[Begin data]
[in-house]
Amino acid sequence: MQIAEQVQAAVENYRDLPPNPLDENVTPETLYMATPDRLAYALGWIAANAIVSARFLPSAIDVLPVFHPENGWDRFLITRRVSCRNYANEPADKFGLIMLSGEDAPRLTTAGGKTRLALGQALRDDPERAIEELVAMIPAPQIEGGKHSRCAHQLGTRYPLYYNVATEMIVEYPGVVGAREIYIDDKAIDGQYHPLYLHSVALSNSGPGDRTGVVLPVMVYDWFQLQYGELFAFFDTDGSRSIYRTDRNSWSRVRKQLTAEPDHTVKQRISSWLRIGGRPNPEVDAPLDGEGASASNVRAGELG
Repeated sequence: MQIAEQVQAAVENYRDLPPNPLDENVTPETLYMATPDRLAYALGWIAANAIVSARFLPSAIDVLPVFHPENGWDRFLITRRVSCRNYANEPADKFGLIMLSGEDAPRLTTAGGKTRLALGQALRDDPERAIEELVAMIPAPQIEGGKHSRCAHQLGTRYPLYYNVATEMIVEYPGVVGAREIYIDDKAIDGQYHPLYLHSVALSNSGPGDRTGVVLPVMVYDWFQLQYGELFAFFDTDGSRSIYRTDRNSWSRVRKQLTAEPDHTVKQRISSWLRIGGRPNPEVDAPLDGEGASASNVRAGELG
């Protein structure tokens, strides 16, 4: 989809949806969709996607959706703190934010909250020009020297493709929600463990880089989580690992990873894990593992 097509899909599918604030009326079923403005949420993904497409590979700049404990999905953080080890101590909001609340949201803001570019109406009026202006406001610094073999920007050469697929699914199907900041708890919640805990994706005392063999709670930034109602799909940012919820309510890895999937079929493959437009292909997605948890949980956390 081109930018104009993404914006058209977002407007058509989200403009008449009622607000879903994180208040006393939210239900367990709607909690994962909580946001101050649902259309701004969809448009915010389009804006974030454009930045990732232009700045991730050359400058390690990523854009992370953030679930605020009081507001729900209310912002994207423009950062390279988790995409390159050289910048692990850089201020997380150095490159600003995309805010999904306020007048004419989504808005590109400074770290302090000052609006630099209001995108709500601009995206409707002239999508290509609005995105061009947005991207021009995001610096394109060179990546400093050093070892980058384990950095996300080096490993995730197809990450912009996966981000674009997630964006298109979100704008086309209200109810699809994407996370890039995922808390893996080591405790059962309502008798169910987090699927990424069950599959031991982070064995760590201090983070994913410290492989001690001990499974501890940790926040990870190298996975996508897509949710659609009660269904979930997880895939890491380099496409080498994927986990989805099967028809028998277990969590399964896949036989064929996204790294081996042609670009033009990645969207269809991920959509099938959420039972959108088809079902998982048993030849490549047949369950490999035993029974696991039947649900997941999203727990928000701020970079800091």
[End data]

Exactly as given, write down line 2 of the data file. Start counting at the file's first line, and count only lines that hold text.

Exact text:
Amino acid sequence: MQIAEQVQAAVENYRDLPPNPLDENVTPETLYMATPDRLAYALGWIAANAIVSARFLPSAIDVLPVFHPENGWDRFLITRRVSCRNYANEPADKFGLIMLSGEDAPRLTTAGGKTRLALGQALRDDPERAIEELVAMIPAPQIEGGKHSRCAHQLGTRYPLYYNVATEMIVEYPGVVGAREIYIDDKAIDGQYHPLYLHSVALSNSGPGDRTGVVLPVMVYDWFQLQYGELFAFFDTDGSRSIYRTDRNSWSRVRKQLTAEPDHTVKQRISSWLRIGGRPNPEVDAPLDGEGASASNVRAGELG